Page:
Thursday, June 14, 2007

June 14, 2007

A Nous la Liberte / Freedom for Us (1931): A fun little movie from that most fun of directors, Rene Clair, a prerequisite, a dry-run, if you will, for Chaplin's Modern Times (a film that was sued for being too similar, but I really don't see it; other than the industrial theme, they're fairly different films). Clair also maintained a safe distance from that suit, and maintained a friendship with Chaplin throughout. It's a funny little satire of factory life. Two men are in prison. During an escape plan, something goes wrong, and only one escapes. The other one gets out later and finds that his friend has become a big industrialist, and gets a job in his factory, and finds the job pretty much exactly like the one he had in prison. There's some amusing sets and sight gags, but it's not mined for as much comedy as Modern Times or Clair's other 1931 gem, the fantastically nutty The Million. B- [#6 in my Six of '31]

Pierrot le Fou (1965): If I made movies, they would probably look a lot like Pierrot le Fou. A completely offhand, a completely haphazard, an almost completely improvised film. If you're trying to follow a story, the film will give you whiplash, but if you're willing to sit back and enjoy the absurdity, and Godard's character's ever-present self-conscious knowledge of their own cinematic limitations (Belmondo looks toward the camera and says, "All she thinks about is money." "Who are you talking to?" "The audience.", and they never mention it again. Also, they somehow get stuck on an island, and in the middle, Karenina says, "This is enough Jules Verne, let's get back to our gangster picture.", and suddenly, they're off the island.) The threadbare, unimportant strands of plot you do pick up seem like they've been edited from a completely different, Hollywood movie. Serious happenings (i.e., murders, thefts) come out of nowhere, and even they are handled goofily (to steal gas, Karenina goes to the attendant, points skyward, and punches him in the stomach, mentioning she'd seen it in a Laurel & Hardy movie) It's apparent Karenina has killed at least two people (including a midget (!)), and that's all you need to know. Go see this, it's awesome. A [#1 in my Seven of '65, ahead of, appropriately, Godard's Alphaville]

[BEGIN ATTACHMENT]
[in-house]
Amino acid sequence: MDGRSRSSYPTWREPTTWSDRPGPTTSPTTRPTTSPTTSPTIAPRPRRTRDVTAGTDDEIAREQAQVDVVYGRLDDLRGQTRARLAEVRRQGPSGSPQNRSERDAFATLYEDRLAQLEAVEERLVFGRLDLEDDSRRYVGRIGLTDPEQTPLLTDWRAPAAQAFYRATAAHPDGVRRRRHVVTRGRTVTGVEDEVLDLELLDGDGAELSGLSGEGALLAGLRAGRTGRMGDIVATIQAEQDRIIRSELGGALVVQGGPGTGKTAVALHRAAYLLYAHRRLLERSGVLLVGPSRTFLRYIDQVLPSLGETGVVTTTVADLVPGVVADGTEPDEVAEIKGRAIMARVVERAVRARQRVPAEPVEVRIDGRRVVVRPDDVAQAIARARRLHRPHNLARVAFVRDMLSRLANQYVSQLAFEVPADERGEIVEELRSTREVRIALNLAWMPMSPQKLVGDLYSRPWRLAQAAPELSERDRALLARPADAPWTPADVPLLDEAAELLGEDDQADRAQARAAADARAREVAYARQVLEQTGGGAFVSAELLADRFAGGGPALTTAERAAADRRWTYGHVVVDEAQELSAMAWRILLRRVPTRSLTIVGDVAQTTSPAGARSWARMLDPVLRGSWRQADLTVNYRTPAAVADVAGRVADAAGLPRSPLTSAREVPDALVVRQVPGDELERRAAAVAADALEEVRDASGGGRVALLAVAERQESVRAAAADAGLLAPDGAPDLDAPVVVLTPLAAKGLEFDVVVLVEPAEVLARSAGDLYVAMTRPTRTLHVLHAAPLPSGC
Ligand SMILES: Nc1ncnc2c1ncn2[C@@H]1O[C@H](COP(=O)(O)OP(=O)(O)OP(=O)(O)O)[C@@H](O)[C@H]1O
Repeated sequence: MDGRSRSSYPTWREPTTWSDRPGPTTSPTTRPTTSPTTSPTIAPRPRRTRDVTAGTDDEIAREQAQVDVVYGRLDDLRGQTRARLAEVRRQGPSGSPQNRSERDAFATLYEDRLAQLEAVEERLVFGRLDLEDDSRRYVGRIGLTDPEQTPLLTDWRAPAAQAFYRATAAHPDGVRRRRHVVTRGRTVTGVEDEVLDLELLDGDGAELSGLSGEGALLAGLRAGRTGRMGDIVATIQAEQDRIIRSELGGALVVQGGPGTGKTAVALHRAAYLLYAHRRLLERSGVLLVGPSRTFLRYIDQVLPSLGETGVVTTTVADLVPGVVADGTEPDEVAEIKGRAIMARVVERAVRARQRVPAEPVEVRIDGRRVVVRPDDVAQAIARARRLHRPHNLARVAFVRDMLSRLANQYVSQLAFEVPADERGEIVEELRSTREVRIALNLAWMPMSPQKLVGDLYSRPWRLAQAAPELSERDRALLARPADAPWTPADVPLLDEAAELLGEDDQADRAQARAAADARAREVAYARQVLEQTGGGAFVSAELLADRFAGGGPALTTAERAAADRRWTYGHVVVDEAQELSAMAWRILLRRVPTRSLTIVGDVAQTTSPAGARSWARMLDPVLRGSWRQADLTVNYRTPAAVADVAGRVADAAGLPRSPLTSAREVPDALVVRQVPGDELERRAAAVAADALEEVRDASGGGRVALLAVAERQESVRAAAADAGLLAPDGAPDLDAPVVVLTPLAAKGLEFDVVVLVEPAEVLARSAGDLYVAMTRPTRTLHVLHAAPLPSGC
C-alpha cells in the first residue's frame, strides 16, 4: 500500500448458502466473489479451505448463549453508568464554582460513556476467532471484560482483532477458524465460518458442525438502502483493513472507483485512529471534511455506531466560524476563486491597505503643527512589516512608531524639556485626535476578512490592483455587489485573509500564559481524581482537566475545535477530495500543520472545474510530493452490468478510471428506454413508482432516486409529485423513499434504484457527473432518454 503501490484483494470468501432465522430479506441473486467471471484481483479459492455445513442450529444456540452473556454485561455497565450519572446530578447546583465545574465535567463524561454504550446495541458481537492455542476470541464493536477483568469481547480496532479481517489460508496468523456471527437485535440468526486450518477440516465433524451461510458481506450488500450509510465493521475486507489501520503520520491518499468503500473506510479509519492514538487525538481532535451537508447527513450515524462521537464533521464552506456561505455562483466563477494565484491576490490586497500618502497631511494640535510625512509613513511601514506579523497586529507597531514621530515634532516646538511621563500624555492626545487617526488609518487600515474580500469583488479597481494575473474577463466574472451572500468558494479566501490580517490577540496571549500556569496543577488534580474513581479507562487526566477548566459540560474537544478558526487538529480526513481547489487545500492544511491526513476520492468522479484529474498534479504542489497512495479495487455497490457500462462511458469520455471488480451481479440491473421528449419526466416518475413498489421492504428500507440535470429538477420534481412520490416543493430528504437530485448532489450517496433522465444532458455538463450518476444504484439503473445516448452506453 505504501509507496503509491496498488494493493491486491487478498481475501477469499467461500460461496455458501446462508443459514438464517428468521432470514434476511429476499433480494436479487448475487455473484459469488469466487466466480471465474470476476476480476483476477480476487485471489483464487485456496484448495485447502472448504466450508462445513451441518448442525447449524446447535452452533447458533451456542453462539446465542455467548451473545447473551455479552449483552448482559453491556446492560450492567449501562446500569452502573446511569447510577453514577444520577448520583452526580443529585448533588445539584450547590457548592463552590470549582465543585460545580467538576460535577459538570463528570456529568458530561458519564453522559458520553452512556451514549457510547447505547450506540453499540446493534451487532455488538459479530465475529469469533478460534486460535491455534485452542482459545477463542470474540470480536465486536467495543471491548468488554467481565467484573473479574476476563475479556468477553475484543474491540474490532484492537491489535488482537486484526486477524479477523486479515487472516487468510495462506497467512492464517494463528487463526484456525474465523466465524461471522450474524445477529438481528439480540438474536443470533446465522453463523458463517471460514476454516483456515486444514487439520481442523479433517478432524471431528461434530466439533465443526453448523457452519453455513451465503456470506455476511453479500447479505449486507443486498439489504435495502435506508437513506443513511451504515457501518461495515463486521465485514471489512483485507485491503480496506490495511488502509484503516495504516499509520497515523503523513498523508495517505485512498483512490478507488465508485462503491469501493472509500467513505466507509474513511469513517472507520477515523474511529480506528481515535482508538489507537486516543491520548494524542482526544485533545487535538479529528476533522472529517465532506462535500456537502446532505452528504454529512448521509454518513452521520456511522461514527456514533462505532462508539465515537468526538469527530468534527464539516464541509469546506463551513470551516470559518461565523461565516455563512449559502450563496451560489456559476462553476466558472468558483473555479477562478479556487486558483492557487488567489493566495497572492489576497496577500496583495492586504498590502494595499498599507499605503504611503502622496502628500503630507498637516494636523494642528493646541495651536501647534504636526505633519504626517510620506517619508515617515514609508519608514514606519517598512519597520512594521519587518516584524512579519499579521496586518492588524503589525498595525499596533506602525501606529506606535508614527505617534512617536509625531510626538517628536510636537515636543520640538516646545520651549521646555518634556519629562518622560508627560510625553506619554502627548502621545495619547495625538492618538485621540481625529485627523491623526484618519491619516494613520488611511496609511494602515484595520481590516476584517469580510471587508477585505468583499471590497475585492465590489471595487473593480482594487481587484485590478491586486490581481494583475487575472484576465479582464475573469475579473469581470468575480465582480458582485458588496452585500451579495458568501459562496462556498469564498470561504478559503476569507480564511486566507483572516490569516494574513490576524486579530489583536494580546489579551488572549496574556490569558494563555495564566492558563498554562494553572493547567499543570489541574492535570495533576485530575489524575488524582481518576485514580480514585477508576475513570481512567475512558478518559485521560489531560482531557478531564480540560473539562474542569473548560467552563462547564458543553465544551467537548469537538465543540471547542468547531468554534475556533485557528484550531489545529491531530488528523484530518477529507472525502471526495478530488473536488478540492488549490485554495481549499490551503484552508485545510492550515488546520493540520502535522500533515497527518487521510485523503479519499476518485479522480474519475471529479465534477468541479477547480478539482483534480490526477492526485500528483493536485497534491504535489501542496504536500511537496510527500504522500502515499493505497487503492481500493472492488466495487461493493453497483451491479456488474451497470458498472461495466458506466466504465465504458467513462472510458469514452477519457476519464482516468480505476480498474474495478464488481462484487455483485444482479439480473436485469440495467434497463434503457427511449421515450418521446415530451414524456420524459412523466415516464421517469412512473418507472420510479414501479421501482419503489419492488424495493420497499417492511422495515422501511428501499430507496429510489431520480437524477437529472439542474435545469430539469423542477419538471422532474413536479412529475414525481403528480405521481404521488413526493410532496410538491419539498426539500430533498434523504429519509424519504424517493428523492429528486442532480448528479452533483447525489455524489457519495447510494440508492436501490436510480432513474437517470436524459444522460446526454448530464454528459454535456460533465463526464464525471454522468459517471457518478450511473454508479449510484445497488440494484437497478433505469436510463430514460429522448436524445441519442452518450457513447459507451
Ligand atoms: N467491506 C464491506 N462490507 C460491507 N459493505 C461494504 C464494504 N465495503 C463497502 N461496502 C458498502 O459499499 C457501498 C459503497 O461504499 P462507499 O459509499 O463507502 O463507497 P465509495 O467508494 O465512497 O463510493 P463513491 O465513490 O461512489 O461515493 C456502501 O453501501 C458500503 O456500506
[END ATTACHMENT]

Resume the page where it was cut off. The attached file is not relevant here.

Rome: Open City (1945): A film that, to my eyes, is one of those films that is more important than good. The story of Rossellini going around, collecting tiny scraps and ends of film to make this film is a fascinating story that I would be much more interested to see than this decent but disjointed and meandering melodrama. The film is famous for essentially having invented the Italian neorealist movement, a movement he himself would work in for quite sometime, it is a very important and influential movie, but then again, so was The Wild One, and I don't have much desire to see either of these again. Rossellini would improve on this formula and make a more captivating motion picture almost immediately, with the easily more immediate, gripping and fascinating Germany: Year Zero two years later. C+ [#7 in my Ten of '45]

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